Books: The disappeared and those left behind to grieve
Where They Lie, Mary O'Donnell, New Island Books, €13.99
Published 24/05/2014 | 02:30
Timing, while not quite everything in writing, certainly helps. Perhaps poet Mary O'Donnell permitted herself a little smile when she discovered that her new book about the disappeared was coming out so soon after the Gerry Adams arrest and questioning over the disappearance of Jean McConville.
Her novel, however, is not dependent on current events for its relevance. It is a timeless story of loss, grief and tribal loyalties. It happens to be set in post-Good Friday Agreement Belfast, but its themes are universal.
Gerda is a journalist on compassionate leave from her broadcast company because she was unlucky enough to be present when two brothers – friends of hers since childhood – were tortured and abducted by a republican gang.
The novel opens with the ringing of a phone in Gerda's house. A man called Cox might know where the brothers are buried. Their discussions are coded, sometimes long and almost philosophical, sometimes abrupt and bitter.
It is a kind of dance that the story keeps returning to; Cox advances and retreats, circles and evades, but eventually, the music stops and Gerda and Cox meet in a border-town tea shop.
Other characters step forward into the centre of the dancefloor from time to time; it's a feature of the novel that the point of view moves around often, but this is seamlessly achieved and never feels contrived.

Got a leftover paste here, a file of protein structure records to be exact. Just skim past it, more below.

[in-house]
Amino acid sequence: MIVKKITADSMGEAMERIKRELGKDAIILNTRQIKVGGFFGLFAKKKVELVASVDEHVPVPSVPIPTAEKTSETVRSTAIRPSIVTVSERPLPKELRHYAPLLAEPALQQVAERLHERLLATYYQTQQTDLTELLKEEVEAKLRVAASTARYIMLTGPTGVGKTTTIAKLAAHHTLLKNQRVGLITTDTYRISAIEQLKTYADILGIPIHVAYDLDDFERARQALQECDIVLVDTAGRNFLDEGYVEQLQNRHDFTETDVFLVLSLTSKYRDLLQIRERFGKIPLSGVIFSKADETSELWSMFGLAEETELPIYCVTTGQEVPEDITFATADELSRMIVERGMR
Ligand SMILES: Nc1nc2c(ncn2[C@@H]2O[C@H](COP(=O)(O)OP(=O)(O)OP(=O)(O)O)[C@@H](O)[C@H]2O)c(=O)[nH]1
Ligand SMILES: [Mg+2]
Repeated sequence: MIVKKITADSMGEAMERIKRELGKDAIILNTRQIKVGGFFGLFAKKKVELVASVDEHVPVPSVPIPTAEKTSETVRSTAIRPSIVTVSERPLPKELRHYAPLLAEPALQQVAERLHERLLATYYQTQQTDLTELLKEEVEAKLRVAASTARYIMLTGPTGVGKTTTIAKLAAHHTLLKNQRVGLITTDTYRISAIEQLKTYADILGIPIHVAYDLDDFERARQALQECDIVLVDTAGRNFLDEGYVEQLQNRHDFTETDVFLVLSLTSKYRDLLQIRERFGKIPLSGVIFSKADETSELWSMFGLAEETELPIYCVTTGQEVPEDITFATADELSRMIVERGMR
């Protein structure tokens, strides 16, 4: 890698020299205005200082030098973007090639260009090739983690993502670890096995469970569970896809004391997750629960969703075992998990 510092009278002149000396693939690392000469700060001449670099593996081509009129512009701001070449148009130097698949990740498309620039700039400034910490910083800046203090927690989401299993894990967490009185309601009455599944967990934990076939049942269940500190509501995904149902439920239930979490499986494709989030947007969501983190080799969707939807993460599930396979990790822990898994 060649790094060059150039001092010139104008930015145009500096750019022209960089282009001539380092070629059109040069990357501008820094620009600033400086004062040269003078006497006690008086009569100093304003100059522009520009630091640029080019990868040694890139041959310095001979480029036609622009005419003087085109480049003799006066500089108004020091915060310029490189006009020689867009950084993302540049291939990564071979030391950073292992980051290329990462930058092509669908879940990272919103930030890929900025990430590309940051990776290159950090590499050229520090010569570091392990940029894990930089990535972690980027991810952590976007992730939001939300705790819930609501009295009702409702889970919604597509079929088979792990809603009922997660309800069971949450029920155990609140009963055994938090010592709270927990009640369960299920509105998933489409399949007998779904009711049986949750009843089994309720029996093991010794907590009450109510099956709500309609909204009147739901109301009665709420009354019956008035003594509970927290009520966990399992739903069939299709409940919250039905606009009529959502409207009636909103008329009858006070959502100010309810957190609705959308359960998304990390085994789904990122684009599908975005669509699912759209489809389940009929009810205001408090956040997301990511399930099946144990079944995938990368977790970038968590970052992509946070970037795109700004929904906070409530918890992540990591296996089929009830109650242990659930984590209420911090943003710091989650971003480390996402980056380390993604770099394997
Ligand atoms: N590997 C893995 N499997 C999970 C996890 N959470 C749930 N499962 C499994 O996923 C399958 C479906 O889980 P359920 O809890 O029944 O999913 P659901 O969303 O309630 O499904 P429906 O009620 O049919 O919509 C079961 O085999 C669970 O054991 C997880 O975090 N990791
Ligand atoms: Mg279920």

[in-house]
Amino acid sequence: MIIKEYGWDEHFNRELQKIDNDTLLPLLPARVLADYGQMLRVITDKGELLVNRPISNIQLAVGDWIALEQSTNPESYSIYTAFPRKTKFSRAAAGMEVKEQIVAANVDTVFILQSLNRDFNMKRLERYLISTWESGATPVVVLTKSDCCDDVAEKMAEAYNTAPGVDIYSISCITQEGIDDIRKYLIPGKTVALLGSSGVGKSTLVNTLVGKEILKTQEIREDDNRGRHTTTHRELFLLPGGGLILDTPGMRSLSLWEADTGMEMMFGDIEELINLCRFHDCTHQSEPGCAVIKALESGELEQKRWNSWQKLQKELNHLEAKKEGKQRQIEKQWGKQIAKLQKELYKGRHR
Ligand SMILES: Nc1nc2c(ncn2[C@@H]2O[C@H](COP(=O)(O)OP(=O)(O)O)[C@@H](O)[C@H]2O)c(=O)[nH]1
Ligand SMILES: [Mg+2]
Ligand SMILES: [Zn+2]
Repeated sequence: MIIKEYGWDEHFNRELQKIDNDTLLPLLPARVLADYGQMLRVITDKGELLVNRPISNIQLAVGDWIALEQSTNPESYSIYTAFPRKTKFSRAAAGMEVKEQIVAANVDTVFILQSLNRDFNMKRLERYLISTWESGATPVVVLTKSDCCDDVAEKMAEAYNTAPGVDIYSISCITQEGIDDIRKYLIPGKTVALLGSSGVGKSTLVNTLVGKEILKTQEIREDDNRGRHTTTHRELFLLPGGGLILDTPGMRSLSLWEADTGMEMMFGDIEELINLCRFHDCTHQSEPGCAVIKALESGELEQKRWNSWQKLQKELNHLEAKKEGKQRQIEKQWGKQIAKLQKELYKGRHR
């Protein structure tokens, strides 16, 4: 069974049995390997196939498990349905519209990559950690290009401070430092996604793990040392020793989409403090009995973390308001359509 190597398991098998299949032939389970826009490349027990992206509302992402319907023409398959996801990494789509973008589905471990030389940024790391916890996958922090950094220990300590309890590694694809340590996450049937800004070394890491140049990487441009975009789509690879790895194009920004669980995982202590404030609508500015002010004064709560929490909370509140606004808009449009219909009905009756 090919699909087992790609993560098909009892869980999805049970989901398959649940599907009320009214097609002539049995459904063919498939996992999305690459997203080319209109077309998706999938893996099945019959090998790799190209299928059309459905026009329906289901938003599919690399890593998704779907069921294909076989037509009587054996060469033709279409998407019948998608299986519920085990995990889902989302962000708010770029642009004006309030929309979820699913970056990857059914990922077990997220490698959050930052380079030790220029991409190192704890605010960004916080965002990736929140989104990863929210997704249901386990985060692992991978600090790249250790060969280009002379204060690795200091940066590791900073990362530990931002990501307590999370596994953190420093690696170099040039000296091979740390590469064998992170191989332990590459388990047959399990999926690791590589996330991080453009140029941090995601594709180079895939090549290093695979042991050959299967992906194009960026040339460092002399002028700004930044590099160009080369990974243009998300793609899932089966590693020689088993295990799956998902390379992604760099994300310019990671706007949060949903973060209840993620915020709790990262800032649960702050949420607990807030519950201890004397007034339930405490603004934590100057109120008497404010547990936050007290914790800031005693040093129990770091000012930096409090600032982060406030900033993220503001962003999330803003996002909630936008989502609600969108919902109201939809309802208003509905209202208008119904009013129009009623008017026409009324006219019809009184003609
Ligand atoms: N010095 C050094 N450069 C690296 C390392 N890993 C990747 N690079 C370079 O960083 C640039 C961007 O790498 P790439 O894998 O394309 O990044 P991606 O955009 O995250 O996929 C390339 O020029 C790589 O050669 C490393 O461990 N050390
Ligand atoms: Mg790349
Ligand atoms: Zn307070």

So we see the situation through the eyes of Gideon, Gerda's brother, a well-meaning but ineffectual man, tribally Protestant but intellectually secular.
Alison, sister of the missing men, is married to Gideon. She is a wonderful character, a hard-as-flint Protestant, yet "soft as melted butter underneath".
Then there's Niall, Gerda's on-off lover who lives in Dublin but teaches Irish to Catholic housewives in Belfast.
O'Donnell uses these characters in turn to explore a range of perspectives on the social and cultural tensions of life in the North. She is a beautiful observer of the minutiae of social distinction.
Having grown up in a Border town herself, O'Donnell is fully attuned to the markers of tribal allegiance.
There is a wonderful set piece in which Niall accompanies Alison to her Jehovah's witness service: "People glanced at him, knowing him to be a stranger. He did not have to open his mouth for them to know that everyone there read with complete fluency the subtle and accidental language of his origins."
The story moves with pace and tension. The amiable and universally mourned twin brothers, Harry and Sam, may not have been quite what they seemed.
Family tensions are also ratcheted higher. Gerda, already teetering on the verge of complete breakdown, comes under ever more extreme pressure.
Gerda and Niall are interesting characters, but in Alison, devout, prim yet surprisingly carnal, O'Donnell has created a wonderful portrait of a certain type of Protestant.
Where They Lie is beautifully plotted, but it is the exploration of difference – between North and South, between different shades of cultural conformism – that remains with the reader.